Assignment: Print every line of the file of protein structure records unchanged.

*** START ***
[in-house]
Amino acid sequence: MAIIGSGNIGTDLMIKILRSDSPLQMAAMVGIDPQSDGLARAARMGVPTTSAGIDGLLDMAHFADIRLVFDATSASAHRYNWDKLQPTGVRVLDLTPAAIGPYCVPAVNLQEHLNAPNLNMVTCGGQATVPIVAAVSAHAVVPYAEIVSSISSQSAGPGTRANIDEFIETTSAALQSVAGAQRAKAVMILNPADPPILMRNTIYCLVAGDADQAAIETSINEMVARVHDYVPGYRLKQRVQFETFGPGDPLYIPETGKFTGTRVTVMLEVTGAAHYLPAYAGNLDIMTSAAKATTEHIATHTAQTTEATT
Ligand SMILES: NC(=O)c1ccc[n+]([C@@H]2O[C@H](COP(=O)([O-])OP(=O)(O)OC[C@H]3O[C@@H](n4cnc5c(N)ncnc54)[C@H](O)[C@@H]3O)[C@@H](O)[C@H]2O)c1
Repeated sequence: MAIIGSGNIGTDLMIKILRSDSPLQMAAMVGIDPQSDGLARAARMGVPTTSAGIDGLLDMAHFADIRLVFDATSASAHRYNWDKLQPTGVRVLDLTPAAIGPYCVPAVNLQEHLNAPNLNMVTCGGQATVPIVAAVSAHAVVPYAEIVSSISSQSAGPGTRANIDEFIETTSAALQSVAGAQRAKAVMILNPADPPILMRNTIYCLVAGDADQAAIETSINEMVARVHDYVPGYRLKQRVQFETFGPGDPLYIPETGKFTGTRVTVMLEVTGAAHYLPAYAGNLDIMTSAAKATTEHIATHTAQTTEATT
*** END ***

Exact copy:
[in-house]
Amino acid sequence: MAIIGSGNIGTDLMIKILRSDSPLQMAAMVGIDPQSDGLARAARMGVPTTSAGIDGLLDMAHFADIRLVFDATSASAHRYNWDKLQPTGVRVLDLTPAAIGPYCVPAVNLQEHLNAPNLNMVTCGGQATVPIVAAVSAHAVVPYAEIVSSISSQSAGPGTRANIDEFIETTSAALQSVAGAQRAKAVMILNPADPPILMRNTIYCLVAGDADQAAIETSINEMVARVHDYVPGYRLKQRVQFETFGPGDPLYIPETGKFTGTRVTVMLEVTGAAHYLPAYAGNLDIMTSAAKATTEHIATHTAQTTEATT
Ligand SMILES: NC(=O)c1ccc[n+]([C@@H]2O[C@H](COP(=O)([O-])OP(=O)(O)OC[C@H]3O[C@@H](n4cnc5c(N)ncnc54)[C@H](O)[C@@H]3O)[C@@H](O)[C@H]2O)c1
Repeated sequence: MAIIGSGNIGTDLMIKILRSDSPLQMAAMVGIDPQSDGLARAARMGVPTTSAGIDGLLDMAHFADIRLVFDATSASAHRYNWDKLQPTGVRVLDLTPAAIGPYCVPAVNLQEHLNAPNLNMVTCGGQATVPIVAAVSAHAVVPYAEIVSSISSQSAGPGTRANIDEFIETTSAALQSVAGAQRAKAVMILNPADPPILMRNTIYCLVAGDADQAAIETSINEMVARVHDYVPGYRLKQRVQFETFGPGDPLYIPETGKFTGTRVTVMLEVTGAAHYLPAYAGNLDIMTSAAKATTEHIATHTAQTTEATT